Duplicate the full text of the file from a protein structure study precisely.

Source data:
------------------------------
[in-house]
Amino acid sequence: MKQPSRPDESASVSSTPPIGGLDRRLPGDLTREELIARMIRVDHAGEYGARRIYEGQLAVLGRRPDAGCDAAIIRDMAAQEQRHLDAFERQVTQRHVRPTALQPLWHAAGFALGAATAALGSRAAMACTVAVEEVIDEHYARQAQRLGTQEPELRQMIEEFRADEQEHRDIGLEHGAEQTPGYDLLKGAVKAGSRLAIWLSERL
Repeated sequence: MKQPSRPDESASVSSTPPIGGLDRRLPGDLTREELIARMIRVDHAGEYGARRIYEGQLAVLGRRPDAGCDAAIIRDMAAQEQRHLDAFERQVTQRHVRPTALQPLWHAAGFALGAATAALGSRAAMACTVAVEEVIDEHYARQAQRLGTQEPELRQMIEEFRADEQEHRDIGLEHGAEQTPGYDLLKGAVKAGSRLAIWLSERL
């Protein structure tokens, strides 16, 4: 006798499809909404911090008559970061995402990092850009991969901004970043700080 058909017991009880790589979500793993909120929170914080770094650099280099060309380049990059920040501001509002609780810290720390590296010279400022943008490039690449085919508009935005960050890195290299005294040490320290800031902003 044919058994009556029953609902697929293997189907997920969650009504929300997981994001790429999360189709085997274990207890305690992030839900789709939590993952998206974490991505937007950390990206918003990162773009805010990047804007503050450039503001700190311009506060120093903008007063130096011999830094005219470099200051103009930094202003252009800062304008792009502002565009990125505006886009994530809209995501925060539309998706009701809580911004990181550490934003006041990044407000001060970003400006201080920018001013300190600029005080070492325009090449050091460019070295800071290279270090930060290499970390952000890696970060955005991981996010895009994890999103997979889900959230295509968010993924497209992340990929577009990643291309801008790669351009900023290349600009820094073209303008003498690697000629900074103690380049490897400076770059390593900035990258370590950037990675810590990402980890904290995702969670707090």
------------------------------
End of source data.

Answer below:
[in-house]
Amino acid sequence: MKQPSRPDESASVSSTPPIGGLDRRLPGDLTREELIARMIRVDHAGEYGARRIYEGQLAVLGRRPDAGCDAAIIRDMAAQEQRHLDAFERQVTQRHVRPTALQPLWHAAGFALGAATAALGSRAAMACTVAVEEVIDEHYARQAQRLGTQEPELRQMIEEFRADEQEHRDIGLEHGAEQTPGYDLLKGAVKAGSRLAIWLSERL
Repeated sequence: MKQPSRPDESASVSSTPPIGGLDRRLPGDLTREELIARMIRVDHAGEYGARRIYEGQLAVLGRRPDAGCDAAIIRDMAAQEQRHLDAFERQVTQRHVRPTALQPLWHAAGFALGAATAALGSRAAMACTVAVEEVIDEHYARQAQRLGTQEPELRQMIEEFRADEQEHRDIGLEHGAEQTPGYDLLKGAVKAGSRLAIWLSERL
């Protein structure tokens, strides 16, 4: 006798499809909404911090008559970061995402990092850009991969901004970043700080 058909017991009880790589979500793993909120929170914080770094650099280099060309380049990059920040501001509002609780810290720390590296010279400022943008490039690449085919508009935005960050890195290299005294040490320290800031902003 044919058994009556029953609902697929293997189907997920969650009504929300997981994001790429999360189709085997274990207890305690992030839900789709939590993952998206974490991505937007950390990206918003990162773009805010990047804007503050450039503001700190311009506060120093903008007063130096011999830094005219470099200051103009930094202003252009800062304008792009502002565009990125505006886009994530809209995501925060539309998706009701809580911004990181550490934003006041990044407000001060970003400006201080920018001013300190600029005080070492325009090449050091460019070295800071290279270090930060290499970390952000890696970060955005991981996010895009994890999103997979889900959230295509968010993924497209992340990929577009990643291309801008790669351009900023290349600009820094073209303008003498690697000629900074103690380049490897400076770059390593900035990258370590950037990675810590990402980890904290995702969670707090």